Massively influenced by Bay Area Thrash legends Exodus, by 1988 Vio-Lence had already released Eternal Nightmare; a promising debut which featured the pile driving "Serial Killer" and "Kill on Command." But when the band's label Mechanic went bust shortly thereafter, the act would join the ranks of Jon Zazula's Megaforce for the release of their sophomore follow-up, Oppressing the Masses in 1990. Ferocious, intricate, and yet, stubbornly a-tonal at times, the album (produced by Alex Perialas-- the man responsible for such thrash classics as Anthrax's Spreading the Disease and Testament's The Legacy) was a somewhat over-ambitious bid to join the big time thrash leagues, but would be let down once again by singer Sean Killian's irritating buzzing bee vocals. Their crunchy, chuga-chuga guitar attack notwithstanding, tracks like seven minute opener "I Profit" and the excellent, rhythmically charged "Officer Nice" are hindered by their sometimes less than-song-oriented approach and an overwhelming debt to scene leaders Exodus. The same can be said for "World in a World" (possibly the album's strongest track), but some of the remaining material, "Mentally Afflicted," "Liquid Courage" (which deals with domestic abuse as seen through the eyes of an alcoholic) and album closer, "Oppressing the Masses" are all solid if somewhat cookie-cutter in their arrangements.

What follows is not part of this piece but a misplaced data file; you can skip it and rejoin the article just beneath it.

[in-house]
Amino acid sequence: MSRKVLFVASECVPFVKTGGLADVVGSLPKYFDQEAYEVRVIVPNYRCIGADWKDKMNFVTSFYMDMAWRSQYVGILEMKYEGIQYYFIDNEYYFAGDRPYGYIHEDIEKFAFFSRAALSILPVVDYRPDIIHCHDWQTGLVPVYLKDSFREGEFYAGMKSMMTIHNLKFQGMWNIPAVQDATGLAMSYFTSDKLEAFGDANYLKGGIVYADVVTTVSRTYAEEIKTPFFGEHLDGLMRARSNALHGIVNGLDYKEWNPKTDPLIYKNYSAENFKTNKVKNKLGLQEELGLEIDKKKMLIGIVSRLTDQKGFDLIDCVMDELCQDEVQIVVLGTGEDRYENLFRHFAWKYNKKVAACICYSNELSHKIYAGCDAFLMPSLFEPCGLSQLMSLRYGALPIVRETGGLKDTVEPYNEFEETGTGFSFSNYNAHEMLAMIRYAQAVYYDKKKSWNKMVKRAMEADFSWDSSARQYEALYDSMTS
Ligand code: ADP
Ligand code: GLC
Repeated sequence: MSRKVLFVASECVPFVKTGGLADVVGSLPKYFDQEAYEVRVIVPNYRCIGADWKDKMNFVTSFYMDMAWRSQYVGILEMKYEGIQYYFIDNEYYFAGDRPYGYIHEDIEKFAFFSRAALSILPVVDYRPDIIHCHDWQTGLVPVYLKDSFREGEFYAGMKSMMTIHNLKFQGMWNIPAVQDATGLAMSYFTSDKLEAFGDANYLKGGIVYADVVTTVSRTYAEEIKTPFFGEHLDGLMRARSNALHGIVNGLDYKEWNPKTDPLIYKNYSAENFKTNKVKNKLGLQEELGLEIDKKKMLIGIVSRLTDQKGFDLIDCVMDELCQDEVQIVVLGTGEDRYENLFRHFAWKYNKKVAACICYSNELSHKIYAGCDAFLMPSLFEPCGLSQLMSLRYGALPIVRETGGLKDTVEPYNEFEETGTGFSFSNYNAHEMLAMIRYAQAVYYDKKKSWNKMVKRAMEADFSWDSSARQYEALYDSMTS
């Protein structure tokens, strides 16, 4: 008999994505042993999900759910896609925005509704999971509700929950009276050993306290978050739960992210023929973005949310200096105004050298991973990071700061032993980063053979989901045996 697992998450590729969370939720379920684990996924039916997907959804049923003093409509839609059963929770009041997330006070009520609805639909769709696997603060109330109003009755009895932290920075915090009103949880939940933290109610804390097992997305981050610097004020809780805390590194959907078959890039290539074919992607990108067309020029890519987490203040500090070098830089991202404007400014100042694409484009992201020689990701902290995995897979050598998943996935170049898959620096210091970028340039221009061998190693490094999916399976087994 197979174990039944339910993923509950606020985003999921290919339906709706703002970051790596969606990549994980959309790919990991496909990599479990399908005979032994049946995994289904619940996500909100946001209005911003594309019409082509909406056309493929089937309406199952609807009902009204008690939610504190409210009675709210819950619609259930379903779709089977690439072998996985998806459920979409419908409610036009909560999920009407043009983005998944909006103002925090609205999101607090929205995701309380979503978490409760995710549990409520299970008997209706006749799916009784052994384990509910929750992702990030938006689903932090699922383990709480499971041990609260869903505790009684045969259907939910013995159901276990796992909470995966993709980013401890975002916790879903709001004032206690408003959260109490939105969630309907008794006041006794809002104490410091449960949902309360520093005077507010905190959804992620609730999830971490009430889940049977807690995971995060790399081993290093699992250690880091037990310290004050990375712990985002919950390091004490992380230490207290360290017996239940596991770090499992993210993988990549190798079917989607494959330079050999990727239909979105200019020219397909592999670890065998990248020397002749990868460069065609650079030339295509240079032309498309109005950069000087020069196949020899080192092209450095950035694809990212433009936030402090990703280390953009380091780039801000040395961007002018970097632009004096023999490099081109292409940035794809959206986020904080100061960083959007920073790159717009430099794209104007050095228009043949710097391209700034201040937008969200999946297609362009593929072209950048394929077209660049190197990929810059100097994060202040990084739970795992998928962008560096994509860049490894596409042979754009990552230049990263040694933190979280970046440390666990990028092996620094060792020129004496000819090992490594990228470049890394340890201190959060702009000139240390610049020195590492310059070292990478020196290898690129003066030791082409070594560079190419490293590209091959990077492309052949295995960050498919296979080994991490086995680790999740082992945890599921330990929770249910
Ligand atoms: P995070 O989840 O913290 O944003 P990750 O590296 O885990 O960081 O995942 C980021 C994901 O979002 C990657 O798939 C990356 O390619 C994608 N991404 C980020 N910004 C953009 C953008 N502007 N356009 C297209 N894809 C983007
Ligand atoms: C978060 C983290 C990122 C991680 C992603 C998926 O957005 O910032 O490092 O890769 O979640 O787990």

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AllMusic Review by John Franck